The review in the Times is here.
Nevertheless, this modest book is an invaluable reminder of the lost virtues of bipartisan judicial restraint. For law students and citizens who are frustrated with the way that all the constitutional methodologies fail, in practice, to deliver on their promise of helping judges separate their political views and judicial decisions, Wilkinson’s primer offers a diagnosis of the problem and a self-effacing solution. As he suggests, the great proponents of restraint in the past, like Holmes and Brandeis, embodied a spirit of humility rather than a grand theory; they displayed “modesty” about their own views “and respect for the opinions and judgments of others.” For embodying the same sensibility, Wilkinson’s book is both unusual and inspiring.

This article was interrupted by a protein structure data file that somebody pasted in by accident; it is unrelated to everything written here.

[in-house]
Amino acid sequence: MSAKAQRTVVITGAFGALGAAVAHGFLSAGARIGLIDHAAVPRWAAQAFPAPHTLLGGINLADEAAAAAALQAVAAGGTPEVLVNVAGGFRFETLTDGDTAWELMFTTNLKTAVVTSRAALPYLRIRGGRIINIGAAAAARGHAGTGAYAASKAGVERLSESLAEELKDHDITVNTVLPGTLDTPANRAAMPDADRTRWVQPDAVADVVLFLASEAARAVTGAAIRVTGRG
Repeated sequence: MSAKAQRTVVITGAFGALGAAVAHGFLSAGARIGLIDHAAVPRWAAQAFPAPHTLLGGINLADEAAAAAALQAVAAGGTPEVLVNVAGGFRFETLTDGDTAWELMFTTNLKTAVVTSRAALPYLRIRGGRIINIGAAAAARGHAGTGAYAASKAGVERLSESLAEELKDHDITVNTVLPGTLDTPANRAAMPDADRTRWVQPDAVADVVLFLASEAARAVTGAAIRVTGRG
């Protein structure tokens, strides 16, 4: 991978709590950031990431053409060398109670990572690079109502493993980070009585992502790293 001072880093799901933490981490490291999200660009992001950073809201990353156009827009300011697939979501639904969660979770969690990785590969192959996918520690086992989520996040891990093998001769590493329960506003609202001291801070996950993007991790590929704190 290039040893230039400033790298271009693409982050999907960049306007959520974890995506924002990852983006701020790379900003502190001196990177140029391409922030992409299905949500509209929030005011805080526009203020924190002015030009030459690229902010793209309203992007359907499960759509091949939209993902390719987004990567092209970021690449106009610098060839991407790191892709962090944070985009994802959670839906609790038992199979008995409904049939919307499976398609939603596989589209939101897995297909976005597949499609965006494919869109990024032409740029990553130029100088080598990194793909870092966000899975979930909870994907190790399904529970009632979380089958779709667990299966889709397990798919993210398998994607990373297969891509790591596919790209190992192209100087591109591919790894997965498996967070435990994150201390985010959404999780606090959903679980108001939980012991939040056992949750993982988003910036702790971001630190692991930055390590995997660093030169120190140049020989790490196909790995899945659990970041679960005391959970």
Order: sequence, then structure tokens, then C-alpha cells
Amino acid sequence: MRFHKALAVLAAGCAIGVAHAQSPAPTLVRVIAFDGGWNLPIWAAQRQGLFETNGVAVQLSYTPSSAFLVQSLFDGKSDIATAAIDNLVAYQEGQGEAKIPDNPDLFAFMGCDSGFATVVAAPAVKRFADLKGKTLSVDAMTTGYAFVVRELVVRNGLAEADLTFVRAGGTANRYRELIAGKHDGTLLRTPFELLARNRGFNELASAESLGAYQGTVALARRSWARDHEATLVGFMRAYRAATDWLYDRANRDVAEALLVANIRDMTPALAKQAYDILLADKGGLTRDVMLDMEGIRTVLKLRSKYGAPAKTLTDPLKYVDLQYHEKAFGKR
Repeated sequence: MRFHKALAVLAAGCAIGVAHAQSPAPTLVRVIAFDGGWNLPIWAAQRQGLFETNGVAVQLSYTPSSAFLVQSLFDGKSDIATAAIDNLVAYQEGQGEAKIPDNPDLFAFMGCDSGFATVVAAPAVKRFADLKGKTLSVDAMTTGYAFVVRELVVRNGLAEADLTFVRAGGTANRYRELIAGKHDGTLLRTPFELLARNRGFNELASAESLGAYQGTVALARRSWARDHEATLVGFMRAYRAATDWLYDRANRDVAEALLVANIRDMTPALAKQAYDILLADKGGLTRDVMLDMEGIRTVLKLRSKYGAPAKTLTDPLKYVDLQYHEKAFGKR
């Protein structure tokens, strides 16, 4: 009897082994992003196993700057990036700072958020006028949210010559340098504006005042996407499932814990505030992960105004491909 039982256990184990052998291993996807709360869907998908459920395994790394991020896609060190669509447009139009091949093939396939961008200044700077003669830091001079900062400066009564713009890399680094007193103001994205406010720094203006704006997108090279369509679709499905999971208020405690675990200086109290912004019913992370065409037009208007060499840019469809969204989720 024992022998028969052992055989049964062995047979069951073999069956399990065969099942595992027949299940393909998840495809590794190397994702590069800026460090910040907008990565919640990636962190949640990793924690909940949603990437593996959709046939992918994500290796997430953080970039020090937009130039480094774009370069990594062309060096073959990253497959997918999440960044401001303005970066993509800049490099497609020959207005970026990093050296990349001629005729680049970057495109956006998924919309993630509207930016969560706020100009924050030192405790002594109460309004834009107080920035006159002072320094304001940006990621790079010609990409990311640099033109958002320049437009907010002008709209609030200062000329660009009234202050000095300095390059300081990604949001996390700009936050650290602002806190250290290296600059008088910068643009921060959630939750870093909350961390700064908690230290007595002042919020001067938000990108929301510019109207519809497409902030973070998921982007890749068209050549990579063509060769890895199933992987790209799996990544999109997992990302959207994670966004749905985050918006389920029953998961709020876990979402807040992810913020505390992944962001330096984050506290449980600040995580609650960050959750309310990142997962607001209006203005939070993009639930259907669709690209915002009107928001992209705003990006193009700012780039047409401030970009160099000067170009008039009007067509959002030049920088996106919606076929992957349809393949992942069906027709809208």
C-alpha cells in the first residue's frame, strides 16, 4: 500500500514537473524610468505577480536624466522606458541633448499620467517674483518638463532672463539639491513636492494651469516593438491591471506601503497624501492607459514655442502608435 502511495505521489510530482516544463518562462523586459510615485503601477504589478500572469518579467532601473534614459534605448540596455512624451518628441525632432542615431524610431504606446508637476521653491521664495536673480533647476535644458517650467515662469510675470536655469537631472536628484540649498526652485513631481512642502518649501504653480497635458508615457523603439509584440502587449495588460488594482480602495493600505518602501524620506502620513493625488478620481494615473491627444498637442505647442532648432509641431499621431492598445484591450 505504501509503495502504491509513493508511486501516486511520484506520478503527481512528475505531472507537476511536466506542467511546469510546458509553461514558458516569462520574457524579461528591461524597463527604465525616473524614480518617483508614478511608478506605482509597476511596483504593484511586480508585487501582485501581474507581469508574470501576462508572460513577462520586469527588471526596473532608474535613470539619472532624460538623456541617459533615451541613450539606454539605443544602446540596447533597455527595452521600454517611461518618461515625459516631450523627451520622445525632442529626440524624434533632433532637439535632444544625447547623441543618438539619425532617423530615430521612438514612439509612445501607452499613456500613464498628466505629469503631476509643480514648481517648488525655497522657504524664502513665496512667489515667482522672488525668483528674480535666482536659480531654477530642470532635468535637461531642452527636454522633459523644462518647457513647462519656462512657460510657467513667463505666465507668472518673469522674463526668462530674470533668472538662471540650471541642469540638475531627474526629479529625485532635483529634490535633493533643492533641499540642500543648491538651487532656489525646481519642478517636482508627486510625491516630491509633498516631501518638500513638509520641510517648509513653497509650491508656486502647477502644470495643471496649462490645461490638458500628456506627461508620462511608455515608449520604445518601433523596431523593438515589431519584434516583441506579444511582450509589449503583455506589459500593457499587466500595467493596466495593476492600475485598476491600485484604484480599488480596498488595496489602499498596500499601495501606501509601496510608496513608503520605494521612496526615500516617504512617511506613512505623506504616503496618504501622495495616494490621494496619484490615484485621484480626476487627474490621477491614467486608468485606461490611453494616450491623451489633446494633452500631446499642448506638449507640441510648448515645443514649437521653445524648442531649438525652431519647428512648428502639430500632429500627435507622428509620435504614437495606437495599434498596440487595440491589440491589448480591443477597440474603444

Rosen is a BIG FAN of Wilkinson, so no surprise this review is so glowing.